Hot Money Monday: The most in-demand stocks on the ASX right now
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The relative strength index (RSI) is an important technical indicator for stock traders.
It helps measure how actions of the “herd” may drive the stock of a given company up or down — moves which may not always be in line with the company’s fundamentals.
For a detailed description of how it works, click here.
Each week, Stockhead provides a simple summary of outliers on the RSI, to get a technical gauge of how trading momentum is affecting the price action.
A reading of 70 is seen as the level at which a company’s been overbought. If a stock has a reading of 30 or below, it may be undervalued. Here’s this week’s list:
Over the past two weeks, 29 companies recorded an RSI reading of at least 75.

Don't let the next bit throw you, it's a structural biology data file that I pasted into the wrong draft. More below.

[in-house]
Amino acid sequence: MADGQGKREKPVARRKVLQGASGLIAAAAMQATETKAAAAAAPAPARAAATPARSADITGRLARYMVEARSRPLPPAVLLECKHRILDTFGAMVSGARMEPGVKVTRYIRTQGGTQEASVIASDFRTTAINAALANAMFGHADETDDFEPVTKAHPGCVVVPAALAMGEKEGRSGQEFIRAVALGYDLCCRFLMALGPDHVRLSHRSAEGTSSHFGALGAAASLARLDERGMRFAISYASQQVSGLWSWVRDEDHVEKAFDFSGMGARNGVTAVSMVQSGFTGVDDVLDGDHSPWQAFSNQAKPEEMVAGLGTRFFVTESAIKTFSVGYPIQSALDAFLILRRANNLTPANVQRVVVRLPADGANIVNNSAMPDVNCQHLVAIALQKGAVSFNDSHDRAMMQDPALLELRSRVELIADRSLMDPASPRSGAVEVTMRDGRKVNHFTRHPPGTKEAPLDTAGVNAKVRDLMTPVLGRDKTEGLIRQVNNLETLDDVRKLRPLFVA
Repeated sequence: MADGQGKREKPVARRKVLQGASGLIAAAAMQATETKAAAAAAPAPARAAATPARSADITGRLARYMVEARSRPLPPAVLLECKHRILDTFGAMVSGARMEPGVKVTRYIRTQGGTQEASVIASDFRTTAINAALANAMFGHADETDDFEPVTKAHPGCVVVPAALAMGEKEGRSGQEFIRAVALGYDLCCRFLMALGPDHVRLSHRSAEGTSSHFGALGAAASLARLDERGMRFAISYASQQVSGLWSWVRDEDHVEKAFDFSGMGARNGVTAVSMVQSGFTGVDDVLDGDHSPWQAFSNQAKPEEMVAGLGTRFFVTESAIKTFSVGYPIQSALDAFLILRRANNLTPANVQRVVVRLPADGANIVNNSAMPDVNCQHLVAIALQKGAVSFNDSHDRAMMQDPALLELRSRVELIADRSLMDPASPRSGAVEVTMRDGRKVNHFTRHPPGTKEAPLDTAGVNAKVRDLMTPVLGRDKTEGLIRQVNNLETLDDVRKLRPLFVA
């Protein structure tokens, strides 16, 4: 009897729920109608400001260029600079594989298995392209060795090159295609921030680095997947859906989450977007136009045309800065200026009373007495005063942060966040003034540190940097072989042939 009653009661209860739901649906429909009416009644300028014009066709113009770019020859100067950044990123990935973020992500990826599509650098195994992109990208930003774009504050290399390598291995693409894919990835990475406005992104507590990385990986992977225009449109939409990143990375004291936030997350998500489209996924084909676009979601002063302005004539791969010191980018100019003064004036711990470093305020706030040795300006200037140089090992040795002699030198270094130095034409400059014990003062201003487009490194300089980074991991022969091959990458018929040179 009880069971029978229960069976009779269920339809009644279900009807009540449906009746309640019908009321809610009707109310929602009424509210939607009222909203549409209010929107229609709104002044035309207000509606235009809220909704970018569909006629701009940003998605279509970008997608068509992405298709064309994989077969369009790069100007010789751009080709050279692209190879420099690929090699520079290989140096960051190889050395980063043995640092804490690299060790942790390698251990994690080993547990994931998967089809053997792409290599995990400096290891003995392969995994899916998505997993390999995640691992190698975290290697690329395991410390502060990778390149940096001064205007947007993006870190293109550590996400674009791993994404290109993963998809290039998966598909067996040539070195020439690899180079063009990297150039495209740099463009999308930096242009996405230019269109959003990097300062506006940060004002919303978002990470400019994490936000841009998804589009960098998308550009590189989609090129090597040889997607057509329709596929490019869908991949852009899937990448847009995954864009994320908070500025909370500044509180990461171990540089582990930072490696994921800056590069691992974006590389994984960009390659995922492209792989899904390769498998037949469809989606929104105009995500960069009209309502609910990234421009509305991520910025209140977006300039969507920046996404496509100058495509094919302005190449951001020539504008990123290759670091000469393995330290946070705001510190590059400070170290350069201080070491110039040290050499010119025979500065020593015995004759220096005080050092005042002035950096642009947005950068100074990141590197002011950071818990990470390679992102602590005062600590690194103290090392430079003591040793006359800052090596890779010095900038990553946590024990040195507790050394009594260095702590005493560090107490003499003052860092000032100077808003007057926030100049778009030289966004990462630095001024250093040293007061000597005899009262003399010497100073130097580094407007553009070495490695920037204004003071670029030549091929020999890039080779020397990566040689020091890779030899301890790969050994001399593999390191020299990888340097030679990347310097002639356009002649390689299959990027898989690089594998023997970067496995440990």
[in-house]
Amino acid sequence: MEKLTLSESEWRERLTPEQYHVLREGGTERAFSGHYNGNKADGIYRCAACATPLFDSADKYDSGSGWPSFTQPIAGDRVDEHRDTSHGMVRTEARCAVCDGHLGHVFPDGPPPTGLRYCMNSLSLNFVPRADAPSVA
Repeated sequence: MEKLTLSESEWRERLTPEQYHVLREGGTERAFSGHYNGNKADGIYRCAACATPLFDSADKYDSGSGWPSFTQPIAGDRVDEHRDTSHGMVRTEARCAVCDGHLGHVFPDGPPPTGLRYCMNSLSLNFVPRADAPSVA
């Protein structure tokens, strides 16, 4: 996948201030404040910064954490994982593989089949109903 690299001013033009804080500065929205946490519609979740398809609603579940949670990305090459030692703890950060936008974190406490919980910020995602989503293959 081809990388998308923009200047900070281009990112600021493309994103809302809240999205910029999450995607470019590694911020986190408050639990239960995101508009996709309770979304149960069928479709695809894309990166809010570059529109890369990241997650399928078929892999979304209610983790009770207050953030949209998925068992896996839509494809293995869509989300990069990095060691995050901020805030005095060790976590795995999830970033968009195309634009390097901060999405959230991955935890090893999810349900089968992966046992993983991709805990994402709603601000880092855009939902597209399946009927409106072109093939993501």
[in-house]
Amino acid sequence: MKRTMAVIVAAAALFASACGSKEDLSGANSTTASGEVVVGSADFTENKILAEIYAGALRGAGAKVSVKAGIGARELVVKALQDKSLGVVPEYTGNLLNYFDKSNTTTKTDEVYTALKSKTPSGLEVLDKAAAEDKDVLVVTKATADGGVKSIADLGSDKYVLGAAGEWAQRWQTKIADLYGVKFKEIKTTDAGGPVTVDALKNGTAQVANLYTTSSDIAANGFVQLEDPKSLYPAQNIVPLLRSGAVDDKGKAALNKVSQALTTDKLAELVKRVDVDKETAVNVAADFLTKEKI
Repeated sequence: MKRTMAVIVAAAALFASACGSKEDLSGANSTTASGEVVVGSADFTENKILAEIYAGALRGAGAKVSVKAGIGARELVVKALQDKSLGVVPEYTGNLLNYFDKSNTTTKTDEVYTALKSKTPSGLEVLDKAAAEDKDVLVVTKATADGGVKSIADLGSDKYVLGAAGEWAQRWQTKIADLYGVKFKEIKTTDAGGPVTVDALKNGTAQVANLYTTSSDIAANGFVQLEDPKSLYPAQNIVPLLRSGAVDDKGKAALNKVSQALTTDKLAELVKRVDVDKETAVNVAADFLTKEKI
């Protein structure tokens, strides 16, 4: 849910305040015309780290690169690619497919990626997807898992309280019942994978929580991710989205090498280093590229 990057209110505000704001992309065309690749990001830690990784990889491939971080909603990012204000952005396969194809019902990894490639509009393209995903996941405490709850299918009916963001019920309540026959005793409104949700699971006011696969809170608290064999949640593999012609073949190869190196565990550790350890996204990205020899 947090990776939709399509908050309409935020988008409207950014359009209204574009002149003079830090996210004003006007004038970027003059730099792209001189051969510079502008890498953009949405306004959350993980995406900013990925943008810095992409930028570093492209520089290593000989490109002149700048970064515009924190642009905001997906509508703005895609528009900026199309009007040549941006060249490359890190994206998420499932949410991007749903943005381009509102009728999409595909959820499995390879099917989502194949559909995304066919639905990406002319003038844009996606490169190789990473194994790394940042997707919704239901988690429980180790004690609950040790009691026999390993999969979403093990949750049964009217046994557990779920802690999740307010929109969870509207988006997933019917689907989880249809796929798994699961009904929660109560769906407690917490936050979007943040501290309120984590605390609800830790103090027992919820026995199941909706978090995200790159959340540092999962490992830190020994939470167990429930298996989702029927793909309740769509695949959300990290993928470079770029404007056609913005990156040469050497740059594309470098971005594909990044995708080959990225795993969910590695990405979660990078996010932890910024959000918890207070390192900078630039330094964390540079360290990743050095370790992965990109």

This time around, a couple of mining companies surged to the front in the wake of some recent M&A activity.
Bligh Resources (ASX: BGH) had the hottest RSI measure with a reading of 91. That was no-doubt driven by Friday’s surge, when the company announced Saracen (ASX:SAR) had made an off-market takeover bid valuing the junior gold explorer at 12.8c per share – a 97 per cent premium to Bligh’s last closing share price.
Another stock strongly in demand was Marquee Resources (ASX:MQR), which announced it had acquired a company in the lithium-rich Centenario Salar region of Northern Argentina.
As part of the deal the shareholders of the target company — Centenario Lithium — agreed to tip in no less than $500,000 in a capital raise at 10 cents per share; a significant premium to MQR’s last traded price.
On the other end of the spectrum, there was a longer list of stocks running cold this week with 43 companies recording an RSI of 25 or below.
Investment advisory company Evans Dixon (ASX: ED2) recorded an RSI reading of just 7.96 — the lowest measure since the launch of our Hot Money section.
The embattled firm closed the week at just 79.5 per cent — a 70 per cent decline from last year’s listing price of $2.50.
With its business model under increased scrutiny, Alan Dixon stepped down as CEO on Wednesday to devote more resources towards the company’s struggling residential property fund in the US.